The Bruneau-Grand View area is part of an artesian basin in northern Owyhee
County, Idaho. The area described in this report comprises about 600 square
miles, largely of undeveloped public domain, much of which is open, or may be
opened, for desert-entry filing. Many irrigation-entry applications to the Federal
Government are pending, and information about ground-water geology is needed
by local citizens and well drillers, by Federal agencies that have custody of the
land, and by local and State agencies that administer water rights. The areal
geology and ground-water conditions in the Bruneau-Grand View area seemingly
typify several basins in southwestern Idaho, and this study is a step toward
definition and analysis of regional problems in ground-water geology and the
occurrence and availability of ground water for irrigation or other large-scale
Owyhee County is subdivided physiographically into a plateau area, the Owyhee uplift, and the Snake River valley. The Bruneau-Grand View area is largely
within the Snake River valley. The climate is arid and irrigation is essential
for stable agricultural development. Nearly all usable indigenous surface water
in the area is appropriated, including freshet flow in the Bruneau River, which
is used for power generation at the C. J. Strike Dam. However, with storage
facilities additional land could be irrigated, and some land may be irrigated with
Snake River water if suitable reclamation projects are constructed.
Sedimentary and igneous rocks exposed in the area range in age from Miocene
to Recent. The igneous rocks include silicic and basic intrusive and extrusive
bodies, and the sedimentary rocks are compacted stream and lake sediments.
The rocks contain economically important artesian aquifers; the principal ones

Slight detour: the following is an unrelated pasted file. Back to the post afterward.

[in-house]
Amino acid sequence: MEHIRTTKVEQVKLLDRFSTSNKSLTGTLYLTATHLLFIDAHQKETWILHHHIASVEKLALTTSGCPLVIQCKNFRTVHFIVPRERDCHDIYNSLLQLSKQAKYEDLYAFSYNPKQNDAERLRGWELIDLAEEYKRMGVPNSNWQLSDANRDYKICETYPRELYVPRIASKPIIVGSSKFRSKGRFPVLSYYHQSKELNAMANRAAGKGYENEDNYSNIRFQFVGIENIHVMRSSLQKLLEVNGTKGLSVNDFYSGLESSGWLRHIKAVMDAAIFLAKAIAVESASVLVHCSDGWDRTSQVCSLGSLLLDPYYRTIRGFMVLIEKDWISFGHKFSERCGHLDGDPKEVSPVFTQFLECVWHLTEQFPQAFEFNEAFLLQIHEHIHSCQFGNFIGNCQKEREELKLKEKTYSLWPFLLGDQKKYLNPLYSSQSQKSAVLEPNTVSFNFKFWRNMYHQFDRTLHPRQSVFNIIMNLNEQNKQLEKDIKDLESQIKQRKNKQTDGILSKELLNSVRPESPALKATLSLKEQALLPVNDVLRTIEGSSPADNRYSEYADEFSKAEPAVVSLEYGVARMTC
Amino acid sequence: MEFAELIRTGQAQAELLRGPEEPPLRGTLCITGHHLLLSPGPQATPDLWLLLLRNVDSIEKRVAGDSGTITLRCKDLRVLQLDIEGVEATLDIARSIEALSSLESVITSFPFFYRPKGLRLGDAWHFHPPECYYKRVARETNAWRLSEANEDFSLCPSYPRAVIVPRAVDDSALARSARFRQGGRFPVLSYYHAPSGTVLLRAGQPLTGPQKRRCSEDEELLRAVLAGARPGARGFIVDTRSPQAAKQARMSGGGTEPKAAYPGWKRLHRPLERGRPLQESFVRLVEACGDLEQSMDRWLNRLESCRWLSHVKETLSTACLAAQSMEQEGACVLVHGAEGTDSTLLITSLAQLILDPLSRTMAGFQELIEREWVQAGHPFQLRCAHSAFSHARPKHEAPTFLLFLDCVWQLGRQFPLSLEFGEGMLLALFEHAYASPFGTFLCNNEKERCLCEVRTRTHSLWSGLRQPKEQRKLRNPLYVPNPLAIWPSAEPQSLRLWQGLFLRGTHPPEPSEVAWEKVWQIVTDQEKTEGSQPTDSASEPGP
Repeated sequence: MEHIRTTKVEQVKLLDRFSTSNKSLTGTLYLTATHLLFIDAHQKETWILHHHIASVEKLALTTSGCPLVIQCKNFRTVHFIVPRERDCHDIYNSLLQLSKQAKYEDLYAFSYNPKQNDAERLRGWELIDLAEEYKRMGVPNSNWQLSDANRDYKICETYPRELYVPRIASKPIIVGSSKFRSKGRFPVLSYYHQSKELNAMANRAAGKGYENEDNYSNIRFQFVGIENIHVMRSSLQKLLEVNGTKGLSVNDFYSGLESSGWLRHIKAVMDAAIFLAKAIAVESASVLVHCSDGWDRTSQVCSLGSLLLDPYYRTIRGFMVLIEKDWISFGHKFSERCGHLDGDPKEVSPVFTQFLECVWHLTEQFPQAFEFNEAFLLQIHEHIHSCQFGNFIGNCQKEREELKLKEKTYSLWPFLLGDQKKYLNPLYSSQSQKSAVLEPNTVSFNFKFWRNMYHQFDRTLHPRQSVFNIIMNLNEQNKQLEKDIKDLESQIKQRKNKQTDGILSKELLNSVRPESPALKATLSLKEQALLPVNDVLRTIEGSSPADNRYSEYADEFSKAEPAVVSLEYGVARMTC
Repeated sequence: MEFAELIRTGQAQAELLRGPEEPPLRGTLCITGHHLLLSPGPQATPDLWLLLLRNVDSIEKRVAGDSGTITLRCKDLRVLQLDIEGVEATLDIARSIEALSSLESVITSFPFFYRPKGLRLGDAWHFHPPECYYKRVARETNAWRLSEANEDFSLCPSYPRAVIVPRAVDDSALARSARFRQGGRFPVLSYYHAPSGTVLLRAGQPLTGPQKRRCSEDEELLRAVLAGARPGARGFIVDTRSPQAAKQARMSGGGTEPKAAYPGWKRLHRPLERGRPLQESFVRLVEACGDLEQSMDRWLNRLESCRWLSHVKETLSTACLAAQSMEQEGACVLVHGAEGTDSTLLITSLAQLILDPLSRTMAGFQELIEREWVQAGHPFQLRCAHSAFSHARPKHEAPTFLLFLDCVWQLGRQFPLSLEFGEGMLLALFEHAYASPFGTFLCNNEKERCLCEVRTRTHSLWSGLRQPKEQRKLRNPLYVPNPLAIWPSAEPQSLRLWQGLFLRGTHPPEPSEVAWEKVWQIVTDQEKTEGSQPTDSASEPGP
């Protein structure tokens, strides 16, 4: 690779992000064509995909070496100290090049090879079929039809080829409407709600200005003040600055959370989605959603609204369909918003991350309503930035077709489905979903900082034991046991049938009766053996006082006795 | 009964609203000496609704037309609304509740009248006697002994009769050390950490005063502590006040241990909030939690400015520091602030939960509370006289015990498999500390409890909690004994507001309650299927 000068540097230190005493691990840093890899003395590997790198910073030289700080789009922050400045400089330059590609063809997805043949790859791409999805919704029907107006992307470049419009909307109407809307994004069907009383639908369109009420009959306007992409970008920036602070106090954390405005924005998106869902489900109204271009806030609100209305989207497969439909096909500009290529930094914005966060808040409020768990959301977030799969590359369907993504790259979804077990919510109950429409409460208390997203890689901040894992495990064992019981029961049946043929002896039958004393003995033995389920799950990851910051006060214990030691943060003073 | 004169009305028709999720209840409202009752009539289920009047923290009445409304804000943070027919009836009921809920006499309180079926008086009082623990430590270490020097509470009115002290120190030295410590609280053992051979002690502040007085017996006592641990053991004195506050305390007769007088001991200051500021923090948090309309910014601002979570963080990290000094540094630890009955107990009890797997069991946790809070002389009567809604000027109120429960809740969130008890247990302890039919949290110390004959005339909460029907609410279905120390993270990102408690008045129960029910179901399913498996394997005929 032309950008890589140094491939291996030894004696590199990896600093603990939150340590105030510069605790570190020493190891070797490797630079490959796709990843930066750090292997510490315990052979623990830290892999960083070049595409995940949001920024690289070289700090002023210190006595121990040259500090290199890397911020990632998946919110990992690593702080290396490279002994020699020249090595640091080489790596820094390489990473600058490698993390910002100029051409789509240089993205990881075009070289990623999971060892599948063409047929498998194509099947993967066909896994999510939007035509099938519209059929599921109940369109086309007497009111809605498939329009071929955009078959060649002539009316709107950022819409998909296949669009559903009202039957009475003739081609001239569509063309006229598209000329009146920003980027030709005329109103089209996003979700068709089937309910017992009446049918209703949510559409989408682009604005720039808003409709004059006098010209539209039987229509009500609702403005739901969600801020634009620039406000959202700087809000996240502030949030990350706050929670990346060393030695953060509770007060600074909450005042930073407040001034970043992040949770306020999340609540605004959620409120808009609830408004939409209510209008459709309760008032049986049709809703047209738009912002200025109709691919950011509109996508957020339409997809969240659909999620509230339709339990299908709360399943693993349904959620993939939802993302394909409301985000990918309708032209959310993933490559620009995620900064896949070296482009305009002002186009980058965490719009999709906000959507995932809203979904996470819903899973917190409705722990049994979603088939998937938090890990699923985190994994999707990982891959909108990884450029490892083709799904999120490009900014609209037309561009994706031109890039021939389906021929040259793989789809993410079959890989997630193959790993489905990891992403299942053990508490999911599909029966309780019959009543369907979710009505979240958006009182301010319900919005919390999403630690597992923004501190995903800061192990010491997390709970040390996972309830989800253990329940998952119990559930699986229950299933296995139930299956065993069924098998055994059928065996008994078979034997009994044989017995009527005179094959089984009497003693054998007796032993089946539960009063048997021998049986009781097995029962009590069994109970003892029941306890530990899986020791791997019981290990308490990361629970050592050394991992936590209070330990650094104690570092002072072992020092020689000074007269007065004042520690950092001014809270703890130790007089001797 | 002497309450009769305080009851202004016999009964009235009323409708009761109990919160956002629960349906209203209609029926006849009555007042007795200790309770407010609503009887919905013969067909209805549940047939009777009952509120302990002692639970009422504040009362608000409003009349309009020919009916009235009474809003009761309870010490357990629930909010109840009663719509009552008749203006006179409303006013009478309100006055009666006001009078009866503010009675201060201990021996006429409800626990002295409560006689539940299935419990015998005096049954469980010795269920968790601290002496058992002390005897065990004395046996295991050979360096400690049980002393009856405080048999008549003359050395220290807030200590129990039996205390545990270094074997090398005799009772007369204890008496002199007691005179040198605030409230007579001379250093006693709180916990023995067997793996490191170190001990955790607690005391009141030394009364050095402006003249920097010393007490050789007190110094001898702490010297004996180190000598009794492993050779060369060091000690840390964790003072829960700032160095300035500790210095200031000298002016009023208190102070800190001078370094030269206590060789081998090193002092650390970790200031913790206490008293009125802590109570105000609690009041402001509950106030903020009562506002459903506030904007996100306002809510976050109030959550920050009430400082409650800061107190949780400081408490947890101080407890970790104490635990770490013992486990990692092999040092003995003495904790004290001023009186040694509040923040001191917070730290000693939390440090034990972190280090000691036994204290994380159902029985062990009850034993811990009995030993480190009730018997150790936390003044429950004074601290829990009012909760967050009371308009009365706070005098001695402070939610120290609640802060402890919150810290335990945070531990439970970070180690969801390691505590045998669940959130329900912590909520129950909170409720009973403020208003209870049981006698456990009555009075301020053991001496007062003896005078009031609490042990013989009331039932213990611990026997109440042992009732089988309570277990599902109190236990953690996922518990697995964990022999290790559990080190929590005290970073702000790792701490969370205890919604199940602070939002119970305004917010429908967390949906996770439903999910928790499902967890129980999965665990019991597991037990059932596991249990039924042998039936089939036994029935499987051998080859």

are volcanic rocks in which ground water is imperfectly confined beneath sediments of the Idaho formation, thus forming a leaky artesian system. The altitude
of the piezometric surface of the artesian water does not exceed about 2,700
feet above mean sea level. In some areas, where the land surface is below
that altitude, the artesian system discharges water through springs and seeps
and locally causes waterlogging and development of alkali soil.
In chemical quality much of the water is unsuitable for irrigation and domestic
use. The water contains a relatively moderate amount of dissolved solids, but
the percent sodium and the concentration of fluoride are excessive for some
uses. The quality of the water for irrigation ranges from excellent in the southern part of the artesian system to unsuitable in the northern part. All the
artesian ground water that was sampled contained excessive amounts of fluoride.
There is a substantial supply of undeveloped artesian water in the area, but
sustained use of the water for irrigation may not be feasible unless provisions
can be made for adequate soil drainage and soil amendment, because of the high
percentage of sodium in the water. Detailed hydrologic and geologic study of
the area should precede development.